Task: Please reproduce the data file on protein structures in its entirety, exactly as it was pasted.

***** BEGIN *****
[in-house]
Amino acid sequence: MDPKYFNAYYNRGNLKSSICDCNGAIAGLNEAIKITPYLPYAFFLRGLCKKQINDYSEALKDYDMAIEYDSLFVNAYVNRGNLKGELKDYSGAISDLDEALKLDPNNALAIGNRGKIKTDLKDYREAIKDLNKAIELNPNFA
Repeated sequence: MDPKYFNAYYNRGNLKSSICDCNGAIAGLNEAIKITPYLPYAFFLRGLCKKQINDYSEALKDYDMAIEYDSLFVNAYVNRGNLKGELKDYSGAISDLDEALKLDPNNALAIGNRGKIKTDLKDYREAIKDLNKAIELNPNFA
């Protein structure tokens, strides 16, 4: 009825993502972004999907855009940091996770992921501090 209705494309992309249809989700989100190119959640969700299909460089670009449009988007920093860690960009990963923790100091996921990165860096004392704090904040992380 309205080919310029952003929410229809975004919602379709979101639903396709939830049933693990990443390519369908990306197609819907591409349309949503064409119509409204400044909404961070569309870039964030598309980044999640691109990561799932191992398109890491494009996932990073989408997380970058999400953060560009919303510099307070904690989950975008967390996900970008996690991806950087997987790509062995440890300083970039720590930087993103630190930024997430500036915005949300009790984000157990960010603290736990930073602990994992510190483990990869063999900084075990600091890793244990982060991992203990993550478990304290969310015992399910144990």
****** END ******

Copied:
[in-house]
Amino acid sequence: MDPKYFNAYYNRGNLKSSICDCNGAIAGLNEAIKITPYLPYAFFLRGLCKKQINDYSEALKDYDMAIEYDSLFVNAYVNRGNLKGELKDYSGAISDLDEALKLDPNNALAIGNRGKIKTDLKDYREAIKDLNKAIELNPNFA
Repeated sequence: MDPKYFNAYYNRGNLKSSICDCNGAIAGLNEAIKITPYLPYAFFLRGLCKKQINDYSEALKDYDMAIEYDSLFVNAYVNRGNLKGELKDYSGAISDLDEALKLDPNNALAIGNRGKIKTDLKDYREAIKDLNKAIELNPNFA
């Protein structure tokens, strides 16, 4: 009825993502972004999907855009940091996770992921501090 209705494309992309249809989700989100190119959640969700299909460089670009449009988007920093860690960009990963923790100091996921990165860096004392704090904040992380 309205080919310029952003929410229809975004919602379709979101639903396709939830049933693990990443390519369908990306197609819907591409349309949503064409119509409204400044909404961070569309870039964030598309980044999640691109990561799932191992398109890491494009996932990073989408997380970058999400953060560009919303510099307070904690989950975008967390996900970008996690991806950087997987790509062995440890300083970039720590930087993103630190930024997430500036915005949300009790984000157990960010603290736990930073602990994992510190483990990869063999900084075990600091890793244990982060991992203990993550478990304290969310015992399910144990």